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Booze on first 

Local beer pong aficionados aim to make a splash in the new national pastime

click to enlarge I know that ball fell on the floor. You still have to drink - that beer. - 2007 JON KELLEY
  • 2007 Jon Kelley
  • I know that ball fell on the floor. You still have to drink that beer.

The ping-pong ball sails a good 6 inches beyond the edge of the 8-foot-long table. It misses the cups, partially filled with Miller Lite, completely. Doesn't even come close.

Jon "Canada" Slack throws up his hands. He can't believe his inaccuracy.

No, actually, he can.

"I legitimately don't have any depth perception," he says.

A handful of the Iron Horse Cantina's onlookers and patrons chuckle.

"No, seriously. It's like a medical condition. My dad has it, too."

So maybe beer pong just isn't Slack's sport if you can even call a glorified drinking game a sport in the first place.

The origins of beer pong are fuzzy, at best. Hell, so are the rules, which vary from place to place. A Web site for the National Beer Pong League (nbpl.net), one of many "official" leagues and associations dedicated to the sport, lists 71 variations of the game. The basics, though, are simple: Teams of two, at one end of the table, try to throw Ping-Pong balls into cups of beer at the other end. When a shot gets sunk, beer gets drunk.

A few years back, bars around the country began beer pong leagues and tournaments, taking a cue from the popular college pastime. The game seems inherently understood by most Americans under the age of 30, and foreign to others. But those who do play can't get enough.

"We have a core of 30 to 40 regular players," says Iron Horse Cantina general manager Aric "Red" Stahly. Pause. "That are good."

In November, the Iron Horse hosted a satellite tournament that sent the local champion, all expenses paid, to Las Vegas for the World Series of Beer Pong and a shot at a $20,000 cash prize. According to Stahly, his was the only establishment in the state offering a World Series bid, and it attracted entrants from Boulder to Pueblo. To participate in a drinking game.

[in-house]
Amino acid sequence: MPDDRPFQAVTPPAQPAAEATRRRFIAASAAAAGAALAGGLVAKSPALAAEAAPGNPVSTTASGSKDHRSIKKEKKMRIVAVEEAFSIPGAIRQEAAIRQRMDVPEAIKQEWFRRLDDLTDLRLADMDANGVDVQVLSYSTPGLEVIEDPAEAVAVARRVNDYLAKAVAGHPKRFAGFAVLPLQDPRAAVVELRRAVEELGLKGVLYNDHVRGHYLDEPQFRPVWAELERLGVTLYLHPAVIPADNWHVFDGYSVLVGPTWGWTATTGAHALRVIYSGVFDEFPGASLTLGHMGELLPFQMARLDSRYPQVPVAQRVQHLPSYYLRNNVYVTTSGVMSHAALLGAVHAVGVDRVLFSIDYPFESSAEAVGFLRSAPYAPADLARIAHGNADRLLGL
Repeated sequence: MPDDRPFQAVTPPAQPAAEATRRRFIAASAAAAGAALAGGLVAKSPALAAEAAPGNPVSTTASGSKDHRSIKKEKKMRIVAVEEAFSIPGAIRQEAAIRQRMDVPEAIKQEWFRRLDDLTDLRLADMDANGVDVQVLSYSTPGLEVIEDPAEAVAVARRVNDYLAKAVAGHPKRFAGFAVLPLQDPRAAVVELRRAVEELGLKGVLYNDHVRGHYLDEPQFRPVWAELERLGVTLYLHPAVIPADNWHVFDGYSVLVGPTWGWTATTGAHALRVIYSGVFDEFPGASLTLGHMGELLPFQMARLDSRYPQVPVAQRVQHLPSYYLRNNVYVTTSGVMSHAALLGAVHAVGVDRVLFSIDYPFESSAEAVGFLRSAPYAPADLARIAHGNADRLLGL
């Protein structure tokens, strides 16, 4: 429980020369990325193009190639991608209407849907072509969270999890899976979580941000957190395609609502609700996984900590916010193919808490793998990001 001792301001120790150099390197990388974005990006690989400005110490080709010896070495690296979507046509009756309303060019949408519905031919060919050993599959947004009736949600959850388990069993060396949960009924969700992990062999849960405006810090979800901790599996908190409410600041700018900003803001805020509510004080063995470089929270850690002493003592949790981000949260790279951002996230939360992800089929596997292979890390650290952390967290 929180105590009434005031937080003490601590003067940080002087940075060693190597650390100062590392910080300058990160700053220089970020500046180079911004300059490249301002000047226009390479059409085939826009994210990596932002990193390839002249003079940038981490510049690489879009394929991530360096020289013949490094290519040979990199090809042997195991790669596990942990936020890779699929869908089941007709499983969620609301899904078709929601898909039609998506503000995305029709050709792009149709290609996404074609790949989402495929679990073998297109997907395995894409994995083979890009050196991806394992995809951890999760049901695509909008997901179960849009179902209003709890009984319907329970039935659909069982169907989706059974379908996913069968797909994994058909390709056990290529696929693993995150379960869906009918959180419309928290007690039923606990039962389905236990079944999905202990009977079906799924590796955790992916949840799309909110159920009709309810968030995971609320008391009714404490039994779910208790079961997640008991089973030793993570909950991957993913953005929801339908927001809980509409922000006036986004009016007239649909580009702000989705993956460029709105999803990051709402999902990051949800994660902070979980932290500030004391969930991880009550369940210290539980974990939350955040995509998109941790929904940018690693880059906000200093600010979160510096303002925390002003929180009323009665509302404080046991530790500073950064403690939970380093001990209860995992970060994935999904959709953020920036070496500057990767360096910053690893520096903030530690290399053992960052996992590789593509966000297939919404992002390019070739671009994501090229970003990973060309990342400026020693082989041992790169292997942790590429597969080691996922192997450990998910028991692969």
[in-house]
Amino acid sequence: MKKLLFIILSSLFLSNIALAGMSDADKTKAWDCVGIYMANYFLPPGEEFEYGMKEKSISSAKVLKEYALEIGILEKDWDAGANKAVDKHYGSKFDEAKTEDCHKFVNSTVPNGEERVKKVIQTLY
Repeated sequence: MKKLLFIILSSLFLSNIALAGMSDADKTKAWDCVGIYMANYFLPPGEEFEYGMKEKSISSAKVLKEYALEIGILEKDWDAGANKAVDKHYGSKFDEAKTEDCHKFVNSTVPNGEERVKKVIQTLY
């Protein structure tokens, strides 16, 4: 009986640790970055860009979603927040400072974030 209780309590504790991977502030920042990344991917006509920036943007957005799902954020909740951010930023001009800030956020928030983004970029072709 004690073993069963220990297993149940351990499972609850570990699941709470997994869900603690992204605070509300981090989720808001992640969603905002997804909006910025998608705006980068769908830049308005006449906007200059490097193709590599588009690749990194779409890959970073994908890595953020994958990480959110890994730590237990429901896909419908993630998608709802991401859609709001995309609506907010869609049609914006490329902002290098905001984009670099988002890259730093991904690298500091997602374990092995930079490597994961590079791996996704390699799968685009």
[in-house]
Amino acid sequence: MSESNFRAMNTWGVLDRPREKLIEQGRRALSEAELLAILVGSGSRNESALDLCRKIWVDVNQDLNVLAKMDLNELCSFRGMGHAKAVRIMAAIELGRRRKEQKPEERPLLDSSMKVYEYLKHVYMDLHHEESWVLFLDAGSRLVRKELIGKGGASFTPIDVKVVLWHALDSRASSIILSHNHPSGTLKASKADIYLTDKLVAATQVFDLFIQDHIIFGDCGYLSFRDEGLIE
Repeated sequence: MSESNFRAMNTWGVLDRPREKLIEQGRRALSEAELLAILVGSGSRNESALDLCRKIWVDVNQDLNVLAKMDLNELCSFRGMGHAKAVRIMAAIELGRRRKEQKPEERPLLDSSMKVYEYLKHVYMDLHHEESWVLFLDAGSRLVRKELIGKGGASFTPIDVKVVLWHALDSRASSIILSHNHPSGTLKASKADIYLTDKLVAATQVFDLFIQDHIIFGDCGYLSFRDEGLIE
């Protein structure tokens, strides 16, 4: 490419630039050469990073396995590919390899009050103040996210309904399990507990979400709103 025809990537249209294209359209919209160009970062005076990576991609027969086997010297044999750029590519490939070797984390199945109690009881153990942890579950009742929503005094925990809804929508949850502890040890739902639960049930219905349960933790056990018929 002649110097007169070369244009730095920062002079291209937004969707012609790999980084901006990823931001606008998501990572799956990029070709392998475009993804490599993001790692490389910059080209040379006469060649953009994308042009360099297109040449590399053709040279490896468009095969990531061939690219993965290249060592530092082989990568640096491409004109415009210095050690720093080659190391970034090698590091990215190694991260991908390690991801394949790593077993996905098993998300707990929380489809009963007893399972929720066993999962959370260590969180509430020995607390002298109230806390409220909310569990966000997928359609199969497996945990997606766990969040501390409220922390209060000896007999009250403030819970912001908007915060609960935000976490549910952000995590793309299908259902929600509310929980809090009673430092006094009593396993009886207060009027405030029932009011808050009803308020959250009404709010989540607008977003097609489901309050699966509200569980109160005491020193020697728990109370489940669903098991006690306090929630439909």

click to enlarge Perfect form: a thing of beauty.
  • Perfect form: a thing of beauty.

As it turns out, the "local" winners weren't local. Instead, they hailed from Denver. Not that it mattered. At the World Series in January, that team finished 195th out of 246.

Tonight's participants aren't looking much better. As Slack struggles, efforts in the simultaneously played games are equally lackluster. But no one seems to mind.

Slack first learned about the twice-weekly tournaments at the Iron Horse from a friend who knows one of the bar's employees. And because he and his friends "play, like, every night," he figured the Iron Horse was the perfect place to try out his skills.

But tonight, Slack and his teammate, "Big" John Bogart, are being outplayed.

"This is like every other game I've ever played of this," a frustrated-yet-amused Bogart says. His team is one shot away from elimination.

"We're about to lose," Slack admits.

And lose they do. A few more attempts, and Slack and Bogart's opponents plunk a ball in the remaining cup. They don't go on to win the tournament, though. That honor goes to Stahly, who's playing on an off-work night.

"I'll beat anybody," the GM announces. "If I could have played in our tournament, I would've gone to Vegas. And I would've done better than 195th."

Large cash prizes and trash talking? Maybe beer pong is a sport, after all.

"The Springs' Original Beer Pong Tournament"

Iron Horse Cantina

4325 N. Nevada Ave.

Thursdays and Sundays, 9 p.m.

Entrance fee: $5 on Sundays, $10 on Thursdays. Drink specials included. Call 260-9309 for more.

  • Local beer pong aficionados aim to make a splash in the new national pastime

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